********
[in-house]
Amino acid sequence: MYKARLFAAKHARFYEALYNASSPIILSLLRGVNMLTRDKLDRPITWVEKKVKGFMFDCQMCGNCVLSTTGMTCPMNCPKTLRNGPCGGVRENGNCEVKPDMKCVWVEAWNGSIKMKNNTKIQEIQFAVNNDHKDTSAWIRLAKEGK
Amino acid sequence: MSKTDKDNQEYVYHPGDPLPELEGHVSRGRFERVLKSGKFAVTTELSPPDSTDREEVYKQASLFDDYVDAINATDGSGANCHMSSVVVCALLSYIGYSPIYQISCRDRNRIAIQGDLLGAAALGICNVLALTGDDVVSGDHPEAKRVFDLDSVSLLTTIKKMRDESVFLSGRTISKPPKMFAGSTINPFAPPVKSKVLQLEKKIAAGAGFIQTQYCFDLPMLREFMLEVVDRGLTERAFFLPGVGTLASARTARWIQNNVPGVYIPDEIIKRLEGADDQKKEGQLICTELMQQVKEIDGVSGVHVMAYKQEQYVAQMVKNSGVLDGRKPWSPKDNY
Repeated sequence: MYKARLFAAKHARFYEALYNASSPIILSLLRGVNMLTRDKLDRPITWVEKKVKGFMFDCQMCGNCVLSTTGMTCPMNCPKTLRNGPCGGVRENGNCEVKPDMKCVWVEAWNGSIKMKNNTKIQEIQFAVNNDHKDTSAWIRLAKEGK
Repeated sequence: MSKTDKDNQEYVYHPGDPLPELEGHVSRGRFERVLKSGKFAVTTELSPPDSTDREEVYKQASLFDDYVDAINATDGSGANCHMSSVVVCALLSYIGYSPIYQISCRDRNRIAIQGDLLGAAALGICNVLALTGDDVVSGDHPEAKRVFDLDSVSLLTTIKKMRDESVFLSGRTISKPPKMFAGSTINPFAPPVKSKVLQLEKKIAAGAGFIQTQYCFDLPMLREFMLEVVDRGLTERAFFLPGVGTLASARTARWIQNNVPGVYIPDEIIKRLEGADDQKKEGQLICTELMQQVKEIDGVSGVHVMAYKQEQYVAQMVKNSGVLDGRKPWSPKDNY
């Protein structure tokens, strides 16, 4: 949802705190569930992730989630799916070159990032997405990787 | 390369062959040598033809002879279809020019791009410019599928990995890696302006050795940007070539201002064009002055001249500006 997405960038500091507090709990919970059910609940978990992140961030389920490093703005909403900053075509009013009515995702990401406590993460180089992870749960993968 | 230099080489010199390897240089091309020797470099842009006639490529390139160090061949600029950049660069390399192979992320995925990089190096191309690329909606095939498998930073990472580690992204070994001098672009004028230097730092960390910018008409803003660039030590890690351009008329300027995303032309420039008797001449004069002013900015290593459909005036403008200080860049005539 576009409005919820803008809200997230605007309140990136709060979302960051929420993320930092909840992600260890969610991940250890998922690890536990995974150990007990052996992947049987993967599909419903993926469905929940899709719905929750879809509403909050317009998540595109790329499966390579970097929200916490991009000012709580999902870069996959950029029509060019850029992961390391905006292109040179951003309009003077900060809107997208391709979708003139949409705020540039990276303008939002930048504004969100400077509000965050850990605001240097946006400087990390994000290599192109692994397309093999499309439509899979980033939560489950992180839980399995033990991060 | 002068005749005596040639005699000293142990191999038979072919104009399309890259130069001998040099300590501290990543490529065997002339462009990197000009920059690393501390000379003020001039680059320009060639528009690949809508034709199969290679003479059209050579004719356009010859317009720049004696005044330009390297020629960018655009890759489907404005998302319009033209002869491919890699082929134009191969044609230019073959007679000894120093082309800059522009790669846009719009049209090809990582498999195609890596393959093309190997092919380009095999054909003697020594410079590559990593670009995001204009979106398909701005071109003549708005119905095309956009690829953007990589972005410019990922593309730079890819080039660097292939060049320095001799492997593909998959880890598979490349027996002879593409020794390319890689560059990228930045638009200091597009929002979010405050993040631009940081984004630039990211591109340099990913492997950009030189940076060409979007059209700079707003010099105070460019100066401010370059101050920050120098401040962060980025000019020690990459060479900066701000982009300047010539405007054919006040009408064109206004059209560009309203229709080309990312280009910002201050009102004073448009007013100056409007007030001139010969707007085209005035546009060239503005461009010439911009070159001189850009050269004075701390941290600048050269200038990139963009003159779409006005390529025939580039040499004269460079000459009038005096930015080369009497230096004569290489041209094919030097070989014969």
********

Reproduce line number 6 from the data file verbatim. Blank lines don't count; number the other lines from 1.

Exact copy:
């Protein structure tokens, strides 16, 4: 949802705190569930992730989630799916070159990032997405990787 | 390369062959040598033809002879279809020019791009410019599928990995890696302006050795940007070539201002064009002055001249500006 997405960038500091507090709990919970059910609940978990992140961030389920490093703005909403900053075509009013009515995702990401406590993460180089992870749960993968 | 230099080489010199390897240089091309020797470099842009006639490529390139160090061949600029950049660069390399192979992320995925990089190096191309690329909606095939498998930073990472580690992204070994001098672009004028230097730092960390910018008409803003660039030590890690351009008329300027995303032309420039008797001449004069002013900015290593459909005036403008200080860049005539 576009409005919820803008809200997230605007309140990136709060979302960051929420993320930092909840992600260890969610991940250890998922690890536990995974150990007990052996992947049987993967599909419903993926469905929940899709719905929750879809509403909050317009998540595109790329499966390579970097929200916490991009000012709580999902870069996959950029029509060019850029992961390391905006292109040179951003309009003077900060809107997208391709979708003139949409705020540039990276303008939002930048504004969100400077509000965050850990605001240097946006400087990390994000290599192109692994397309093999499309439509899979980033939560489950992180839980399995033990991060 | 002068005749005596040639005699000293142990191999038979072919104009399309890259130069001998040099300590501290990543490529065997002339462009990197000009920059690393501390000379003020001039680059320009060639528009690949809508034709199969290679003479059209050579004719356009010859317009720049004696005044330009390297020629960018655009890759489907404005998302319009033209002869491919890699082929134009191969044609230019073959007679000894120093082309800059522009790669846009719009049209090809990582498999195609890596393959093309190997092919380009095999054909003697020594410079590559990593670009995001204009979106398909701005071109003549708005119905095309956009690829953007990589972005410019990922593309730079890819080039660097292939060049320095001799492997593909998959880890598979490349027996002879593409020794390319890689560059990228930045638009200091597009929002979010405050993040631009940081984004630039990211591109340099990913492997950009030189940076060409979007059209700079707003010099105070460019100066401010370059101050920050120098401040962060980025000019020690990459060479900066701000982009300047010539405007054919006040009408064109206004059209560009309203229709080309990312280009910002201050009102004073448009007013100056409007007030001139010969707007085209005035546009060239503005461009010439911009070159001189850009050269004075701390941290600048050269200038990139963009003159779409006005390529025939580039040499004269460079000459009038005096930015080369009497230096004569290489041209094919030097070989014969």